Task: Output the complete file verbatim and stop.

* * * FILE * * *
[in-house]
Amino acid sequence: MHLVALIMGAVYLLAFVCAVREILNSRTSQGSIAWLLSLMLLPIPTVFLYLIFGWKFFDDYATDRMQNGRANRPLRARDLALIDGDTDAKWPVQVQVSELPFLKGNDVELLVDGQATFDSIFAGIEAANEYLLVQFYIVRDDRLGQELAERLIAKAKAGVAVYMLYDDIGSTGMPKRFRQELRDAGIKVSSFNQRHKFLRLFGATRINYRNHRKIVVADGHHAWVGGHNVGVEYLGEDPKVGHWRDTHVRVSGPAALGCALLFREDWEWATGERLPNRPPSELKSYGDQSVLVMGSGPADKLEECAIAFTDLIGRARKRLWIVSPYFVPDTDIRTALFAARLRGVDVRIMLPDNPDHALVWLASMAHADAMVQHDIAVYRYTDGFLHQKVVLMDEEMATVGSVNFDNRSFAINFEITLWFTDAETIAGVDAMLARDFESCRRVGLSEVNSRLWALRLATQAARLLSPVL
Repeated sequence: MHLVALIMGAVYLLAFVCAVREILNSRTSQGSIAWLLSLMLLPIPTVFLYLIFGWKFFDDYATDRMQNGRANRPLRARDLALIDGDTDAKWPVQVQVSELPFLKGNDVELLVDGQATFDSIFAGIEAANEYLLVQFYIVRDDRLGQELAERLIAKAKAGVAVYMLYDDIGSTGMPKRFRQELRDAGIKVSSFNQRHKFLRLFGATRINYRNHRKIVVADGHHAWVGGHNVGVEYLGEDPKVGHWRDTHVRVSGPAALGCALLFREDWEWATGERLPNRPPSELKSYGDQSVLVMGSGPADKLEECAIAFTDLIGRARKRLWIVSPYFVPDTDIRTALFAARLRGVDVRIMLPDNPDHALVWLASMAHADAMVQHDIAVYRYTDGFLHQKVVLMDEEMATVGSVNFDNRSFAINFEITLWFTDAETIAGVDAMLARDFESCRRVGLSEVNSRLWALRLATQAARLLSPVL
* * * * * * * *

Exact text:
[in-house]
Amino acid sequence: MHLVALIMGAVYLLAFVCAVREILNSRTSQGSIAWLLSLMLLPIPTVFLYLIFGWKFFDDYATDRMQNGRANRPLRARDLALIDGDTDAKWPVQVQVSELPFLKGNDVELLVDGQATFDSIFAGIEAANEYLLVQFYIVRDDRLGQELAERLIAKAKAGVAVYMLYDDIGSTGMPKRFRQELRDAGIKVSSFNQRHKFLRLFGATRINYRNHRKIVVADGHHAWVGGHNVGVEYLGEDPKVGHWRDTHVRVSGPAALGCALLFREDWEWATGERLPNRPPSELKSYGDQSVLVMGSGPADKLEECAIAFTDLIGRARKRLWIVSPYFVPDTDIRTALFAARLRGVDVRIMLPDNPDHALVWLASMAHADAMVQHDIAVYRYTDGFLHQKVVLMDEEMATVGSVNFDNRSFAINFEITLWFTDAETIAGVDAMLARDFESCRRVGLSEVNSRLWALRLATQAARLLSPVL
Repeated sequence: MHLVALIMGAVYLLAFVCAVREILNSRTSQGSIAWLLSLMLLPIPTVFLYLIFGWKFFDDYATDRMQNGRANRPLRARDLALIDGDTDAKWPVQVQVSELPFLKGNDVELLVDGQATFDSIFAGIEAANEYLLVQFYIVRDDRLGQELAERLIAKAKAGVAVYMLYDDIGSTGMPKRFRQELRDAGIKVSSFNQRHKFLRLFGATRINYRNHRKIVVADGHHAWVGGHNVGVEYLGEDPKVGHWRDTHVRVSGPAALGCALLFREDWEWATGERLPNRPPSELKSYGDQSVLVMGSGPADKLEECAIAFTDLIGRARKRLWIVSPYFVPDTDIRTALFAARLRGVDVRIMLPDNPDHALVWLASMAHADAMVQHDIAVYRYTDGFLHQKVVLMDEEMATVGSVNFDNRSFAINFEITLWFTDAETIAGVDAMLARDFESCRRVGLSEVNSRLWALRLATQAARLLSPVL